New program prepares students to work with older adults
Every 20 seconds, another baby boomer will turn 65 starting on Jan. 1, 2011. While it’s a generation planning to remain active in later life, projected increases in physical and mental health concerns with such a large population create unprecedented opportunities in the field of Gerontology.
Available statistics on careers in working with aging adults predict a 15- to 37-percent increase, depending on career choice, in these opportunities over the next several decades, according to Diane Martin, director of McDaniel’s Center for the Study of Aging (CSA) and visiting professor in Psychology.
“Some of these careers already exist, but will need to be revamped to accommodate the needs and wants of this aging demographic. Other opportunities will need to be created as the needs and wants of the demographic become apparent with time,” Martin says.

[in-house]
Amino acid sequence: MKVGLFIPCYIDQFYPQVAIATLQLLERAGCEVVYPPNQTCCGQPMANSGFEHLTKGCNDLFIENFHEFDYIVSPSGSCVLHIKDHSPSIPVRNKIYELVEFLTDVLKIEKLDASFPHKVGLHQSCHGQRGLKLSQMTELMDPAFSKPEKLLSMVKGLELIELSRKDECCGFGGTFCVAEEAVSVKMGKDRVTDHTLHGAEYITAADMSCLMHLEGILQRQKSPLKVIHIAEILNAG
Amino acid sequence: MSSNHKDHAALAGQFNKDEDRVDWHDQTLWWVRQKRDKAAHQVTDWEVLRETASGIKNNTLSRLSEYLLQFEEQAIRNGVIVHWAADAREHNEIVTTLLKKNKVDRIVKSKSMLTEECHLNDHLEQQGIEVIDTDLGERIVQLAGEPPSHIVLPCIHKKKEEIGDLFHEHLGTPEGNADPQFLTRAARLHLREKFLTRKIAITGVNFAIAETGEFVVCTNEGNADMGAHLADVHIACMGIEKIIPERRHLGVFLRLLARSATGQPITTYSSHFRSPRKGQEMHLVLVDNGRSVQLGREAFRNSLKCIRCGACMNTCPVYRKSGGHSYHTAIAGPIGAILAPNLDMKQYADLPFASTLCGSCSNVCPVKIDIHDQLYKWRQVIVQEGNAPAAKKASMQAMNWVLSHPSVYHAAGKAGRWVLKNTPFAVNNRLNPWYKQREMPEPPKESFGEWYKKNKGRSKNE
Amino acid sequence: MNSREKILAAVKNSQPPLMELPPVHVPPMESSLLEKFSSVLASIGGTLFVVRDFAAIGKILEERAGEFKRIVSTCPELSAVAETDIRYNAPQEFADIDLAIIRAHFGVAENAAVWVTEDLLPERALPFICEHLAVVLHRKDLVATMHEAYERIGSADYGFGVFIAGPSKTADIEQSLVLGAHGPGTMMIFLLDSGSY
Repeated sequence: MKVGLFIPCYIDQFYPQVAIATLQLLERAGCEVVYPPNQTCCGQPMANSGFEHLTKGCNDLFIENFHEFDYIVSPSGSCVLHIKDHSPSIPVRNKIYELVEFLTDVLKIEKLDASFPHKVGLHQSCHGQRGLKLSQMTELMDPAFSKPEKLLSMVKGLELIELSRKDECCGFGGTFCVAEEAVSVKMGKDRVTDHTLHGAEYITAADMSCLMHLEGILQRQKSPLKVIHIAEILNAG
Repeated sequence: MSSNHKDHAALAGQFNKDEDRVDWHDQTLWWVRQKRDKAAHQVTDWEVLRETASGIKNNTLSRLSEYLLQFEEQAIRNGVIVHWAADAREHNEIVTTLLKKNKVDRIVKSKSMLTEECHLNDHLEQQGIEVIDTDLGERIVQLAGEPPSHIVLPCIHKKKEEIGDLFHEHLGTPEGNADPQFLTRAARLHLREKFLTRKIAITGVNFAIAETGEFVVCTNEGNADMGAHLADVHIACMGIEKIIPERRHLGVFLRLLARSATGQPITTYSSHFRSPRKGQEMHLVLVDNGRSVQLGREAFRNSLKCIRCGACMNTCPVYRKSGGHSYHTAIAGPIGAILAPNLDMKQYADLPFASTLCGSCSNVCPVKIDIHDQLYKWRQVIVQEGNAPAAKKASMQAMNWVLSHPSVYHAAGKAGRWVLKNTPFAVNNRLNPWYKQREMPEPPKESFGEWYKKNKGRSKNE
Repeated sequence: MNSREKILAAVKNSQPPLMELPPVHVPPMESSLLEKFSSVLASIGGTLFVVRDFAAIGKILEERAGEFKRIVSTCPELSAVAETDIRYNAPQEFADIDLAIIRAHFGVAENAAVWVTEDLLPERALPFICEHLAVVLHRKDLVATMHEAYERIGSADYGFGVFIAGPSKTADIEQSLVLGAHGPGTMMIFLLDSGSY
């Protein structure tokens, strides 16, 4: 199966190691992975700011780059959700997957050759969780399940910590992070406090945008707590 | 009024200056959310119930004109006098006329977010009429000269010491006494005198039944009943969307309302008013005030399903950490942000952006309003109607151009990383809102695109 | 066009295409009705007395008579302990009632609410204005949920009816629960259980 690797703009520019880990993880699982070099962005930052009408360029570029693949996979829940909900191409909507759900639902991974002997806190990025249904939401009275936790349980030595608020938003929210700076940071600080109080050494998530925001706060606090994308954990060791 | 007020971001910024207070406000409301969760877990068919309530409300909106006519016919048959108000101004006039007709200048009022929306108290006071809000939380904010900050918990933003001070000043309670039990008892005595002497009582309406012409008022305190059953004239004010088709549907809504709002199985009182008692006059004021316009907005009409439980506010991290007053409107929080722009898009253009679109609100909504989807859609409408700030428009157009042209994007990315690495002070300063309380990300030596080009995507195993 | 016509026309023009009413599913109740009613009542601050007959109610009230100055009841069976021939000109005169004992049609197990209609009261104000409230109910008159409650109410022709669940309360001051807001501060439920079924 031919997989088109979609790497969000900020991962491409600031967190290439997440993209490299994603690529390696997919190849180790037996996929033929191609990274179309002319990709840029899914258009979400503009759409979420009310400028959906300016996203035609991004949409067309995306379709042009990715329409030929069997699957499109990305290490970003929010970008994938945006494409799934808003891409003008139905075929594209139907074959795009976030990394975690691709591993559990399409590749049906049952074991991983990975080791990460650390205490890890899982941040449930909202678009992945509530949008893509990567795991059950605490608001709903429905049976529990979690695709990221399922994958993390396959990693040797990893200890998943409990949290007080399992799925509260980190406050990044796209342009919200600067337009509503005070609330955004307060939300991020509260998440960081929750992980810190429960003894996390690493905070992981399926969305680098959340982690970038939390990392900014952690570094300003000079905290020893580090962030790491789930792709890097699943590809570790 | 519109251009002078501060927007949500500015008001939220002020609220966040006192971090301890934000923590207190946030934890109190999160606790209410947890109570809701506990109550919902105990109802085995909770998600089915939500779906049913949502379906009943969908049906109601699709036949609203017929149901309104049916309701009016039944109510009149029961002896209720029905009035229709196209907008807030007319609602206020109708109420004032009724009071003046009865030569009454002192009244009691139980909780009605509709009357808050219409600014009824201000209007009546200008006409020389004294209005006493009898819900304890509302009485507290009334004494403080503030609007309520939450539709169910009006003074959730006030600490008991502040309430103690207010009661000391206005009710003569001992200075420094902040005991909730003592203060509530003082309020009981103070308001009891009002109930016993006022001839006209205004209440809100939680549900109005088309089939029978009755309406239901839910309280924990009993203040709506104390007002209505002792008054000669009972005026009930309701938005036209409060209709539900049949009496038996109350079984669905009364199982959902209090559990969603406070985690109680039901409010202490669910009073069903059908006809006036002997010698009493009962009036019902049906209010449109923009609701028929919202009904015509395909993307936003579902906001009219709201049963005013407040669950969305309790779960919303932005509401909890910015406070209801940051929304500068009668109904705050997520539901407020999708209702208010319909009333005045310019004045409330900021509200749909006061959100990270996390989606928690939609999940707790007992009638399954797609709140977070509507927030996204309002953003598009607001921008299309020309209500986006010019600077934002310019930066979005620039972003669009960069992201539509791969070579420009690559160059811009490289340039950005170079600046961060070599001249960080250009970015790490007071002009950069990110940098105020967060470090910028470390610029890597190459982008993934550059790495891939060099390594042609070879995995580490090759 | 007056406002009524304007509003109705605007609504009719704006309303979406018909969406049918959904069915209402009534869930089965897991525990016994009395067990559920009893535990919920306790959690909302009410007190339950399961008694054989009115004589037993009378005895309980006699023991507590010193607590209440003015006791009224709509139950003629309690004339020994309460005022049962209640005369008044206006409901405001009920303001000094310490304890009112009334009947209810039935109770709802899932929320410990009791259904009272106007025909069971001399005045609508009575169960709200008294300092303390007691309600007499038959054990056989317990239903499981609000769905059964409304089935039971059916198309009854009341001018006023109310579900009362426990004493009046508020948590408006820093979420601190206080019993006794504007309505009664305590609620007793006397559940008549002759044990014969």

Students in McDaniel’s program are prepared to think holistically.
“The faculty at the Center for the Study of Aging uses a bio-psycho-social model of instruction,” Martin says. “This perspective allows students to understand a person's mind, body and spirit when addressing the needs and wants along with the challenges and issues facing older adults.”
The CSA offers a 36-credit hour master’s degree in Gerontology, an 18-credit hour post-baccalaureate certificate in Gerontology, an undergraduate minor in Gerontology, several paraprofessional workshops and CEU offerings for social workers in Maryland and Pennsylvania.